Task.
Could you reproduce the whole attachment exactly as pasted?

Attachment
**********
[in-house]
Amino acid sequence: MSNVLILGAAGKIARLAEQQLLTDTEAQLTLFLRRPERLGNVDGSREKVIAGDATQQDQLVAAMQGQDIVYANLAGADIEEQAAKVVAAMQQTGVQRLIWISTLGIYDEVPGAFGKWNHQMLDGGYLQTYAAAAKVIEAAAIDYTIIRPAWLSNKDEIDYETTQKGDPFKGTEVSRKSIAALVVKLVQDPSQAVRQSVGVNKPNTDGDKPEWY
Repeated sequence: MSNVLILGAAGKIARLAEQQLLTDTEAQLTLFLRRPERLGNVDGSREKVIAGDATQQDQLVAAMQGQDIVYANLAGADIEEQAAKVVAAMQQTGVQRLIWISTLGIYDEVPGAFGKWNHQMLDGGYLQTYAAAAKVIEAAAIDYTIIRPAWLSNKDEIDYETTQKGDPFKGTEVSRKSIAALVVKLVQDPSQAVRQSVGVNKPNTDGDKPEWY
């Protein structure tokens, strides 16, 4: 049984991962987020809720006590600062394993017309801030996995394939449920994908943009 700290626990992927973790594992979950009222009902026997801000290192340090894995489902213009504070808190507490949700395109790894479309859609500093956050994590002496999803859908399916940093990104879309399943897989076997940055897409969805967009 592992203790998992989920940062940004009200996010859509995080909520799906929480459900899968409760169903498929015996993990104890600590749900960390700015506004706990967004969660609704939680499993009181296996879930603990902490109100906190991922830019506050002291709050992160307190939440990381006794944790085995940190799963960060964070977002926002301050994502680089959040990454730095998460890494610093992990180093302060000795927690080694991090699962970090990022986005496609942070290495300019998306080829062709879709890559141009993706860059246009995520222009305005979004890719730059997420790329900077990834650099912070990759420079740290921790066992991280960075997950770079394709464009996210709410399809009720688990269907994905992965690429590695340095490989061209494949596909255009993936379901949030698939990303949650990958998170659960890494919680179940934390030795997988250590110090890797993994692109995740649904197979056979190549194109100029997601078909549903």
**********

[in-house]
Amino acid sequence: MSNVLILGAAGKIARLAEQQLLTDTEAQLTLFLRRPERLGNVDGSREKVIAGDATQQDQLVAAMQGQDIVYANLAGADIEEQAAKVVAAMQQTGVQRLIWISTLGIYDEVPGAFGKWNHQMLDGGYLQTYAAAAKVIEAAAIDYTIIRPAWLSNKDEIDYETTQKGDPFKGTEVSRKSIAALVVKLVQDPSQAVRQSVGVNKPNTDGDKPEWY
Repeated sequence: MSNVLILGAAGKIARLAEQQLLTDTEAQLTLFLRRPERLGNVDGSREKVIAGDATQQDQLVAAMQGQDIVYANLAGADIEEQAAKVVAAMQQTGVQRLIWISTLGIYDEVPGAFGKWNHQMLDGGYLQTYAAAAKVIEAAAIDYTIIRPAWLSNKDEIDYETTQKGDPFKGTEVSRKSIAALVVKLVQDPSQAVRQSVGVNKPNTDGDKPEWY
């Protein structure tokens, strides 16, 4: 049984991962987020809720006590600062394993017309801030996995394939449920994908943009 700290626990992927973790594992979950009222009902026997801000290192340090894995489902213009504070808190507490949700395109790894479309859609500093956050994590002496999803859908399916940093990104879309399943897989076997940055897409969805967009 592992203790998992989920940062940004009200996010859509995080909520799906929480459900899968409760169903498929015996993990104890600590749900960390700015506004706990967004969660609704939680499993009181296996879930603990902490109100906190991922830019506050002291709050992160307190939440990381006794944790085995940190799963960060964070977002926002301050994502680089959040990454730095998460890494610093992990180093302060000795927690080694991090699962970090990022986005496609942070290495300019998306080829062709879709890559141009993706860059246009995520222009305005979004890719730059997420790329900077990834650099912070990759420079740290921790066992991280960075997950770079394709464009996210709410399809009720688990269907994905992965690429590695340095490989061209494949596909255009993936379901949030698939990303949650990958998170659960890494919680179940934390030795997988250590110090890797993994692109995740649904197979056979190549194109100029997601078909549903």